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What debate? Of course Strasburg belongs in the All-Star Game

Jun 29, 2010, 3:31 PM EDT

There is no good reason to keep Strasburg out of the All-Star Game and plenty of good reasons to let him in.

Lots of people have spent a lot of time in the past few days debating whether or not Stephen Strasburg should be on the All-Star team.  I’m having a hard time getting my brain around the “no” side of the debate.

The way I see it, the All-Star Game is either (a) a pitched competition of the best players in the game that determines home field advantage in the World Series; or (b) it’s an exhibition designed to showcase the stars and thrill the fans who get to see all of baseball’s brightest lights on one stage on one night.  No matter which of those philosophies you subscribe to, Strasburg belongs, does he not?

For those who believe that the teams absolutely need to play to win, can anyone honestly tell me that there are 13 pitchers National League partisans would rather have throw one or two innings?  Ubaldo, Halladay, Josh Johnson, Jaime Garcia, Adam Wainwright, Mike Pelfrey, and a handful of relievers have an argument, I guess, but if you don’t put Strasburg in your top 13 most dominant NL pitchers this year, you’re crazy. Put differently, if I needed to pick one dude to strike someone out in order to save my children, I’d pick Strasburg for the job and so would you, and that has to count for something.

Likewise, if you believe the All-Star Game to be a mere exhibition, how can you deny him? What is more worthy of exhibition than Strasburg’s array of pitches? He has spurred ticket sales and TV ratings all year. He’s made guys on other teams drop what they’re doing in the clubhouse just to watch him pitch. I can’t imagine a single player in the National League who has generated more interest than Strasburg has this year. He’s practically designed to be at the center of a three-ring circus.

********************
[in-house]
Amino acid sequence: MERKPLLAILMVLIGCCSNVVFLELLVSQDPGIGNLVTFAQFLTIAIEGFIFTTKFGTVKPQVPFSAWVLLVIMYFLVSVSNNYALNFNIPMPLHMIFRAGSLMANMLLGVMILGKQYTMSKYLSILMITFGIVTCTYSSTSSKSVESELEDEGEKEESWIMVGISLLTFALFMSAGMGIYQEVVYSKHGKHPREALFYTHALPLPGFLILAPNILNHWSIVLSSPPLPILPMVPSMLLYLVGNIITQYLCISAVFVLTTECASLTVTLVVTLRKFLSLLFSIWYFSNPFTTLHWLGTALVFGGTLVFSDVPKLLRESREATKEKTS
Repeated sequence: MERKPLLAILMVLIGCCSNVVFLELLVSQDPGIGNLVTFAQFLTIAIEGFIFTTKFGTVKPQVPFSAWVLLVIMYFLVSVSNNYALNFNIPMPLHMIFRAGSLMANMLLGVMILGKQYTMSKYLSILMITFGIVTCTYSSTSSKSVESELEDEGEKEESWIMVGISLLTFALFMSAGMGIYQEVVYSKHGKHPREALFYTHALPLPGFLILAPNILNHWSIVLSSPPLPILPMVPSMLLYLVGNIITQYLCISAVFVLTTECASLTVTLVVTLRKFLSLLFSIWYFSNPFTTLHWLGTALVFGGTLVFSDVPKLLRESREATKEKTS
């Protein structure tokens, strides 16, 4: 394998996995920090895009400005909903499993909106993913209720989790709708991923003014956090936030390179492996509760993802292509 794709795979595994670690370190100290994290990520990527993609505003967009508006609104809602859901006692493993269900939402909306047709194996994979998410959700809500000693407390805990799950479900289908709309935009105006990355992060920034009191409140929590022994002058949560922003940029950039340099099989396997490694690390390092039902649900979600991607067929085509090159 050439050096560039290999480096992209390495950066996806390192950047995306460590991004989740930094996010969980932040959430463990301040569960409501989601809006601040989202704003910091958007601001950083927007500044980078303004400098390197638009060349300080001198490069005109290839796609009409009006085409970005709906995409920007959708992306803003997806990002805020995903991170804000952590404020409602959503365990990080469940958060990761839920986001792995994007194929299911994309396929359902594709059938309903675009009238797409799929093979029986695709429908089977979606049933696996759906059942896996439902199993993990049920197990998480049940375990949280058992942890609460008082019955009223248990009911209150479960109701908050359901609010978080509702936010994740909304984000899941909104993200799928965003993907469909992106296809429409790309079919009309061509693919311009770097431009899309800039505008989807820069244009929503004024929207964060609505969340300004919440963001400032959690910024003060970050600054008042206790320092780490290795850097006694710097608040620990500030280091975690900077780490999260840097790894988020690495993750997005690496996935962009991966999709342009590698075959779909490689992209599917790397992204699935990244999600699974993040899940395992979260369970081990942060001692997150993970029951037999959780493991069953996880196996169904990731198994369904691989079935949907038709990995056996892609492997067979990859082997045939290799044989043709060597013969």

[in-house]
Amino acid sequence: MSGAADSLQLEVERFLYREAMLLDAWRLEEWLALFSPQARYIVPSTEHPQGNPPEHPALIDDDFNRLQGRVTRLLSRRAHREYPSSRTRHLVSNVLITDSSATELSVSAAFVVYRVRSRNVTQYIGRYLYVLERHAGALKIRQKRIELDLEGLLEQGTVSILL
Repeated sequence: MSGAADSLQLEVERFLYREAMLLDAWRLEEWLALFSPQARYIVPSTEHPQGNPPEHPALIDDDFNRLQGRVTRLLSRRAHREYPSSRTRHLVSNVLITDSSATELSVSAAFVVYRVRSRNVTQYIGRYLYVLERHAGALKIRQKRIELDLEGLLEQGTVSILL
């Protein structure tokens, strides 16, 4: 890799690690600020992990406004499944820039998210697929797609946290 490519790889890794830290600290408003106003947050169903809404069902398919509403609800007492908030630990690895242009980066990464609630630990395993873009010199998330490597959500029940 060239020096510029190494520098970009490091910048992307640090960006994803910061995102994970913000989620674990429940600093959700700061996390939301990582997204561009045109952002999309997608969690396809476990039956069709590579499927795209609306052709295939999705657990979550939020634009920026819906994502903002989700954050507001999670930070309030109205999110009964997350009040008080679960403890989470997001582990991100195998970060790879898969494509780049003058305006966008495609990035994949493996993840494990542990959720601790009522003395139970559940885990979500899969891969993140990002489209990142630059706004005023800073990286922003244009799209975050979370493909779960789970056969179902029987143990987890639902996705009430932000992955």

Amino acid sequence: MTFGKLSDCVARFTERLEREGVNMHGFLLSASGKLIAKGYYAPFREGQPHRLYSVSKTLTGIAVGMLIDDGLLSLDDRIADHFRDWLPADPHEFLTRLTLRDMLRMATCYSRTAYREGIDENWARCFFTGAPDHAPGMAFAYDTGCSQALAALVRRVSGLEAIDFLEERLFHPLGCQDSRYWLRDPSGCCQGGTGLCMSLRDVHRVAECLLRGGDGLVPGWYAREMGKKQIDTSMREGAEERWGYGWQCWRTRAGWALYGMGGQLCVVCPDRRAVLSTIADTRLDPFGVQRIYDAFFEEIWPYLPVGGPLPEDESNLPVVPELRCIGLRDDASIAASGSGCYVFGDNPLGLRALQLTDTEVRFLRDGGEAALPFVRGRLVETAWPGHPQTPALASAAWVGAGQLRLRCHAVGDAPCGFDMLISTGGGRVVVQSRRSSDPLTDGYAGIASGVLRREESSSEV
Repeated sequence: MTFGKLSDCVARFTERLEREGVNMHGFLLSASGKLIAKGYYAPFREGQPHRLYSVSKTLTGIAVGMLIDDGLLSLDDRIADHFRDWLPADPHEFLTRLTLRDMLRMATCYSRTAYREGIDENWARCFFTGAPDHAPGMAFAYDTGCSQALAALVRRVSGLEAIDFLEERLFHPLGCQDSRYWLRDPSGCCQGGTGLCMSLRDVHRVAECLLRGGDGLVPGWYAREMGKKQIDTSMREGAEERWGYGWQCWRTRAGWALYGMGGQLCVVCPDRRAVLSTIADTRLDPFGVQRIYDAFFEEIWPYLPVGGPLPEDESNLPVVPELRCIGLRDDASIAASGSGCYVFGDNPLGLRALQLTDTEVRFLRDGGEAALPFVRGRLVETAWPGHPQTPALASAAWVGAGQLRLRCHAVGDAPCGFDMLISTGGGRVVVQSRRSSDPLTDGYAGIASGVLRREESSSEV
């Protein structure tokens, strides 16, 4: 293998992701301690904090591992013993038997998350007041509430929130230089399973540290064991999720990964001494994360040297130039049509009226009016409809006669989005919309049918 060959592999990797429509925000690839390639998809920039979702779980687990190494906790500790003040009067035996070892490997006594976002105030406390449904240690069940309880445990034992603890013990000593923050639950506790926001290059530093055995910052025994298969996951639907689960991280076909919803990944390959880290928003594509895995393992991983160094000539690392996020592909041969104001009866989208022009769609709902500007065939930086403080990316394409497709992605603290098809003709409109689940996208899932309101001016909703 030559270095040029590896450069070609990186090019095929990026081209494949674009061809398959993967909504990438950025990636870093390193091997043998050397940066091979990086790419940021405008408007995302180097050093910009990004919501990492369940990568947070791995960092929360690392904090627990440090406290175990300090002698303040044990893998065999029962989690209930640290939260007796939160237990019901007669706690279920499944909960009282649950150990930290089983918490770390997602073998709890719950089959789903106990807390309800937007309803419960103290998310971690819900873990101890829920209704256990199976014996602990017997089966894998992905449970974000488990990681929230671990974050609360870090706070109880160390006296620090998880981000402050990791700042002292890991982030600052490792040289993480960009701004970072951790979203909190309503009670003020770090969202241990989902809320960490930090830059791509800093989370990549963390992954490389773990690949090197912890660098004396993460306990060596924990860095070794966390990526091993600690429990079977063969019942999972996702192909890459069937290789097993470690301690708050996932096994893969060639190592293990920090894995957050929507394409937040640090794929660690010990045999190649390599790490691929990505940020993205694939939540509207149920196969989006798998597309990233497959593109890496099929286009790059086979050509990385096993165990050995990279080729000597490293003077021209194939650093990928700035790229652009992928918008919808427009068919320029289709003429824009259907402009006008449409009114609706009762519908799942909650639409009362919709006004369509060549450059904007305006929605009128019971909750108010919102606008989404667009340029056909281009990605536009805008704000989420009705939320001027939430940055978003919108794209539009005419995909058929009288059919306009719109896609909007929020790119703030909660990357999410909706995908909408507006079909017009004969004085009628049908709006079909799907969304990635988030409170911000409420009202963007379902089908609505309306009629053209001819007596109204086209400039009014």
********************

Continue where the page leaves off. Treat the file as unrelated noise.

So what’s the cogent argument against his inclusion? That he hasn’t been up all season? Like that’s his fault? Even if you care about that — which I really don’t — I think he’s done enough in five starts alone to qualify for the “he had a great first half” argument, don’t you?

Besides: the Nats have to have someone in the game. Who you gonna send in his place? Matt Capps?

  1. scatterbrian - Jun 29, 2010 at 5:28 PM

    The problem with that philosophy is oftentimes the player with a good first half really just had a good month. Take your example, Josh Willingham. Is he really the .280/.439/.598/1.037 hitter he was in May, or is he the .270/.393/.447/.839 hitter he was in April and June? Considering his career numbers (.266/.368/.480/.848) I’d lean toward the latter.

  2. nps6724 - Jun 29, 2010 at 5:40 PM

    Mark Teixiera and Adam LaRoche are notorious for being 2nd-half players. Should they not get consideration for end-of-the-year awards simply because they are hot-and-cold guys? Whether you are solid every month or you have 2 great months counteracting 2 poor months, whatever numbers you have are earned.

  3. scatterbrian - Jun 29, 2010 at 5:44 PM

    And when is that coming?

  4. nps6724 - Jun 29, 2010 at 5:52 PM

    Do you honestly think he won’t have a bad start? Ever? Seriously?

  5. scatterbrian - Jun 29, 2010 at 6:13 PM

    Of course not. I’m just looking at what he’s done so far without any yeah buts attached to it, and without any arbitrary service time requirements. I’m not going to penalize him just because the Nationals wanted to save money. He’s clearly one of the best pitchers in the game, and those are the players who should make up an All Star team.

    Actually, his lack of ML experience could be viewed as a bonus. Most of the AL roster has never even faced him.